Georgia Alliance for Social Justice: 1st anniversary of the Women’s and Social Justice March
Delivered January 20, 2018
Good afternoon, ladies and gentleman. … but mostly good afternoon ladies! Thank you so much to all of you for coming. What a wonderful crowd!
With an inept and misguided Majority in control, we have had continuing dysfunction in the Congress. And we can’t even begin to describe the chaos, racism and sexism emanating from a White House that provides “shock and dismay” on a daily basis.
But despite all of that, we can all be lifted up and heartened by the national awakening that began with the Women’s March for Social Justice and women’s empowerment. The involvement of women at all levels of government is a bright beacon, letting all of us know that these dark days will pass, and we are headed for better days.
2017 proved to be an exhilarating and inspirational year. I had the honor of helping lead the Women’s March this time last year with the Honorable John Lewis, former Atlanta Mayor Shirley Franklin, Stacey Abrams, Jon Ossoff and my brilliant wife Mereda Davis Johnson. I am so humbled that the Georgia Alliance for Social Justice brought me back to speak to you all again on the first anniversary of that historic day of resistance.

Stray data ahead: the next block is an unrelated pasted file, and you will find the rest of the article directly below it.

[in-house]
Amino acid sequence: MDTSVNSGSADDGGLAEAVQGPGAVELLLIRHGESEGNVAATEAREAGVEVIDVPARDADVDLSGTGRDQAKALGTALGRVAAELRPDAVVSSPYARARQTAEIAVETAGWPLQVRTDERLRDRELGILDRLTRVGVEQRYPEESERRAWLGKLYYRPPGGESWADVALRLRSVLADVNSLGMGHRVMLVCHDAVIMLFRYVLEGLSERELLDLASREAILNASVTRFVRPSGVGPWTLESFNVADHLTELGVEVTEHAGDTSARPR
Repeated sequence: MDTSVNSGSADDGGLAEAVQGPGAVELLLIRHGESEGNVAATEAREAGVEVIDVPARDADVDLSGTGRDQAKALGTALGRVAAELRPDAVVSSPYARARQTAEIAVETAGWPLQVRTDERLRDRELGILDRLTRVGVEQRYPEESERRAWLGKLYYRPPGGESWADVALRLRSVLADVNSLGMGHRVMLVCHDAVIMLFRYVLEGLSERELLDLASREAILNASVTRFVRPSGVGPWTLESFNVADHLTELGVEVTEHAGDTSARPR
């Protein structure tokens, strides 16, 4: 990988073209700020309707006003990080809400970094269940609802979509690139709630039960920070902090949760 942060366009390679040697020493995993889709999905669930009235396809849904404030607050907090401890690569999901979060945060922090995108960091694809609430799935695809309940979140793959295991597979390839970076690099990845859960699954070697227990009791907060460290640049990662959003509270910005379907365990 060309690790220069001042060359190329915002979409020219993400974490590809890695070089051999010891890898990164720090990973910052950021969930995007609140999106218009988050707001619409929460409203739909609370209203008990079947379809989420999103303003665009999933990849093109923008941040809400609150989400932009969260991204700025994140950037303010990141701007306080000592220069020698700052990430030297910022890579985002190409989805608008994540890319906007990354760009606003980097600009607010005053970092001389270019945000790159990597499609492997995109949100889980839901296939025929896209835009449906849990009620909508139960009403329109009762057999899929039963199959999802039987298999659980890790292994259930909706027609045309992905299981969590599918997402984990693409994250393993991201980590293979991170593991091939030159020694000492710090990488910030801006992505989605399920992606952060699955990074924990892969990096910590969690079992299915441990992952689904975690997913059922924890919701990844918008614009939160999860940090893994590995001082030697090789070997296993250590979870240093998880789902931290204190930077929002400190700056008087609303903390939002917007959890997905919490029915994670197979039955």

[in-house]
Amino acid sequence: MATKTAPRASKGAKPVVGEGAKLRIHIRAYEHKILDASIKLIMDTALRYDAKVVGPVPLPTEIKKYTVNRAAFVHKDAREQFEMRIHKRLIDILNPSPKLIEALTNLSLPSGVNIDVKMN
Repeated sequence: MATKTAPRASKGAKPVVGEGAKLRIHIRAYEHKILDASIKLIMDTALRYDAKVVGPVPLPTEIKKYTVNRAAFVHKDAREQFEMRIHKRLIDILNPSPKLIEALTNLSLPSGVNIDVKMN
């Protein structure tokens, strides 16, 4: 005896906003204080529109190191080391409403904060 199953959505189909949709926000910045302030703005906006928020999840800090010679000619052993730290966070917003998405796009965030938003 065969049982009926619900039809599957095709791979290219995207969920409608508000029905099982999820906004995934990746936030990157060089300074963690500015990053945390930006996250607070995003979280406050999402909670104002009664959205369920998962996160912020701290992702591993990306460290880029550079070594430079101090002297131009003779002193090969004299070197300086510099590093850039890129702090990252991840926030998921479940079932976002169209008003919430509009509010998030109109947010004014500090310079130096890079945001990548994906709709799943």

And by the way ladies and gentlemen – speaking of Stacey -- let’s use the incredible energy, talent and spirit that’s in this room today to help elect the first female governor of the great state of Georgia – Stacey Abrams! (Cheer)
We have a real chance to flip Georgia blue – and I’m so proud that Stacey is running a progressive campaign that is bringing people together not tearing them apart.
From 2015 to 2016, the organization EMILY’s List had 920 women reach out to them about running for office. Last year, in 2017, the women of this great nation set even more groundbreaking records. In the first nine months since last year’s presidential election, more than 16,000 women expressed interest in putting their name on a ballot. We went from 920 women to over 16,000 women in a year. That noteworthy spike comes after decades of systemic injustices and it’s about time that we channel our rage into change.
There are 535 members in both chambers of Congress combined. Does anyone know how many of those are women? ….. One hundred and six. Does anyone know how many of those are women of color? Thirty eight. That’s only seven percent of Congress. We have the power to change that this year. This November, all four hundred and thirty five seats in the House of Representatives and 33 Senate seats are up for reelection. We recently saw Democrats flip a notoriously Republican Senate seat in Alabama. We owe this victory to women, women of color specifically and incredible grassroots organizing. THIS is your chance to jump in and influence the future of our country.
I’m encouraged by the fact that you are harnessing the spirit of last year’s march to further engage power to the polls! We can learn a lot from the election in Alabama. We can learn about the power of lifting up the voices of our women, engaging in our communities, and the importance of every single vote. Women are fundamentally necessary for the health of our democracy – you are the very pillars of our democracy -- and we need you to get out there and reclaim your time! Thank you!